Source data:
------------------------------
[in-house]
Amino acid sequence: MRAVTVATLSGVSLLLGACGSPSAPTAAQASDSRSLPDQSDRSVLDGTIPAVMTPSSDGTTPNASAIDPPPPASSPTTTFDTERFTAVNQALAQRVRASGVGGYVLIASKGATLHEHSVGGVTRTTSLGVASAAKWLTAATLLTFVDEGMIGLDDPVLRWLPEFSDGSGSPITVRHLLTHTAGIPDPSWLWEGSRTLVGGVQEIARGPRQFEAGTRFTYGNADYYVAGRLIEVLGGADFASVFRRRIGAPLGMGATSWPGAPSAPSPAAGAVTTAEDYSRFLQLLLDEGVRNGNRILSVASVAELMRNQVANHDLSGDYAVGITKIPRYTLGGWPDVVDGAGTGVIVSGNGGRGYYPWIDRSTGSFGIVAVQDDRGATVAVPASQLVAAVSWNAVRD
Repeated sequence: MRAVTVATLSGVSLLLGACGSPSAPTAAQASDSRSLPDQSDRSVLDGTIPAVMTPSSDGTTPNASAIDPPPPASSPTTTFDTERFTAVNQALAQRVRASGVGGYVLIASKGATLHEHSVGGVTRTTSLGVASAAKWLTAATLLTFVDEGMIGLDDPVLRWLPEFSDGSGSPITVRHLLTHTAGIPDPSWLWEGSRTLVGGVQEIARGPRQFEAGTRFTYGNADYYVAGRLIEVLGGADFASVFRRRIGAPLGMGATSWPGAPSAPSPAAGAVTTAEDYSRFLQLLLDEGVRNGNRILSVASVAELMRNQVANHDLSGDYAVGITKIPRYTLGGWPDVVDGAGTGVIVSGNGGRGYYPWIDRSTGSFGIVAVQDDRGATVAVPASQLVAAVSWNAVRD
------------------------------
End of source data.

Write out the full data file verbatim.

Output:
[in-house]
Amino acid sequence: MRAVTVATLSGVSLLLGACGSPSAPTAAQASDSRSLPDQSDRSVLDGTIPAVMTPSSDGTTPNASAIDPPPPASSPTTTFDTERFTAVNQALAQRVRASGVGGYVLIASKGATLHEHSVGGVTRTTSLGVASAAKWLTAATLLTFVDEGMIGLDDPVLRWLPEFSDGSGSPITVRHLLTHTAGIPDPSWLWEGSRTLVGGVQEIARGPRQFEAGTRFTYGNADYYVAGRLIEVLGGADFASVFRRRIGAPLGMGATSWPGAPSAPSPAAGAVTTAEDYSRFLQLLLDEGVRNGNRILSVASVAELMRNQVANHDLSGDYAVGITKIPRYTLGGWPDVVDGAGTGVIVSGNGGRGYYPWIDRSTGSFGIVAVQDDRGATVAVPASQLVAAVSWNAVRD
Repeated sequence: MRAVTVATLSGVSLLLGACGSPSAPTAAQASDSRSLPDQSDRSVLDGTIPAVMTPSSDGTTPNASAIDPPPPASSPTTTFDTERFTAVNQALAQRVRASGVGGYVLIASKGATLHEHSVGGVTRTTSLGVASAAKWLTAATLLTFVDEGMIGLDDPVLRWLPEFSDGSGSPITVRHLLTHTAGIPDPSWLWEGSRTLVGGVQEIARGPRQFEAGTRFTYGNADYYVAGRLIEVLGGADFASVFRRRIGAPLGMGATSWPGAPSAPSPAAGAVTTAEDYSRFLQLLLDEGVRNGNRILSVASVAELMRNQVANHDLSGDYAVGITKIPRYTLGGWPDVVDGAGTGVIVSGNGGRGYYPWIDRSTGSFGIVAVQDDRGATVAVPASQLVAAVSWNAVRD